Augmented reality is right up there with flying cars and dictation:  A futuristic dream that hasn’t quite reached a level of refinement that encourages widespread use.  A few years ago, I heard about Aurasma, which seemed like it had huge potential, both in the science classroom and in everyday life.  Elements4D might be another example.

The principle behind the Elements4D is fairly simple, though I’m sure the technology is anything but.  The company offers a set of paper templates, which you cut out and glue into a cube.  Each face of the cube represents an element.


When the iOS app, using the camera on your device, recognizes the face of a cube, it plays a corresponding video that shows the element’s “real” appearance:  Nitrogen turns into a fairly boring empty-looking box (as it should), while Chlorine transforms into a somewhat-exaggerated ghastly-greenish gas.    Rotating the cubes allows you to tilt and twirl the box-o-element, and it really is very eye-catching.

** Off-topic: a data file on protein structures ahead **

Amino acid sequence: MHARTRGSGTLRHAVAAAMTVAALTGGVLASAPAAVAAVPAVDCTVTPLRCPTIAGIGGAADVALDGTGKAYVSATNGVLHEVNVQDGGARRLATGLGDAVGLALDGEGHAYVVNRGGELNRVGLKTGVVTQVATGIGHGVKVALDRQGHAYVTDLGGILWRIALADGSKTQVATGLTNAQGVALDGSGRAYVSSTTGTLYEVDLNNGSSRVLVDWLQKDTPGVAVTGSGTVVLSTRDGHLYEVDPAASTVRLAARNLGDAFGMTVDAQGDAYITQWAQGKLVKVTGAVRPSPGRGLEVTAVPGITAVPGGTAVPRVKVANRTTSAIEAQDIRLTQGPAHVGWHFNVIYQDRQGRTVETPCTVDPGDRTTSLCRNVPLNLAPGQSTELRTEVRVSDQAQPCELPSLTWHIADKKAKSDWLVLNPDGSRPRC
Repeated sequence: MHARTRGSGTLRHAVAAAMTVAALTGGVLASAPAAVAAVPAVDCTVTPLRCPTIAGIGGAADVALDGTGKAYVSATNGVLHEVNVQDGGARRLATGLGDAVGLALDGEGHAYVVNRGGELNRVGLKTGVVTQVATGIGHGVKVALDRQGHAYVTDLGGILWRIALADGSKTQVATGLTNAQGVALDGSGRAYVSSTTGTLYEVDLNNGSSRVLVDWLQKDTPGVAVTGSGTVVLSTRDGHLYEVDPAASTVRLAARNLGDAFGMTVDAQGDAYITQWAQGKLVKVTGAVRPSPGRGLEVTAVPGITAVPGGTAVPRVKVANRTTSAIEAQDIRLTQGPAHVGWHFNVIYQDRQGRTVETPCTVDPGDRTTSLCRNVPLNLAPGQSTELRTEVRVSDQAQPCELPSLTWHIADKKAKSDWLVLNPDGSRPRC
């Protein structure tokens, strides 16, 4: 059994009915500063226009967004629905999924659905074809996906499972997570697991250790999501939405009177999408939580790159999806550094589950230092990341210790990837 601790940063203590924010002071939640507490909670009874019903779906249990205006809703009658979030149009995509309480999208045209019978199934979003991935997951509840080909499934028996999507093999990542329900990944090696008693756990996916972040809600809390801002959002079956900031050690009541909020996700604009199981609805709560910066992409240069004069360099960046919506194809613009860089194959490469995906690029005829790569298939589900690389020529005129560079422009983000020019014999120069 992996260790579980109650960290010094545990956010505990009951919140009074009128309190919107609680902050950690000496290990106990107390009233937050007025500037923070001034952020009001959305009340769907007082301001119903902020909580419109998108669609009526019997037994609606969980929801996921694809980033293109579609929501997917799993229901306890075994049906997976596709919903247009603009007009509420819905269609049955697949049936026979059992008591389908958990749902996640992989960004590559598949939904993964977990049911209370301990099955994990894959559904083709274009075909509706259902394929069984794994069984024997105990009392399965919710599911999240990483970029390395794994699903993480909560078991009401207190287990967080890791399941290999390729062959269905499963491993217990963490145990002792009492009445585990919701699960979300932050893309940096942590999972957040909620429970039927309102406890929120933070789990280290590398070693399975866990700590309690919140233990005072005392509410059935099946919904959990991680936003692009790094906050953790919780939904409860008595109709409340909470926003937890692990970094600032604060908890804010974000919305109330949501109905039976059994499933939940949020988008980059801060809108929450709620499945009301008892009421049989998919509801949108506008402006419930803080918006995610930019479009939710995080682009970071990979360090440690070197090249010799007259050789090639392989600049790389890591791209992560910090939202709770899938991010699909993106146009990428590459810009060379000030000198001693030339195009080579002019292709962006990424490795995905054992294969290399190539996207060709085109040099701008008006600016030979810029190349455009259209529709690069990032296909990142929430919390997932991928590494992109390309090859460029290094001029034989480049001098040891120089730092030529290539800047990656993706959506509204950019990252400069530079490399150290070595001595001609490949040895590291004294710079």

The most exciting aspect of the cubes is that you can show (simulated) reactions with them!  Put a nitrogen cube next to a hydrogen cube and ammonia, NH3, results.  Put zinc next to oxygen, and your grey metal cube and clear-colorless cube turn into a cube of white powder.   A balanced equation is displayed below the ‘reaction’.


I haven’t tested this technology with students, but it certainly gets teachers (and cats) attention!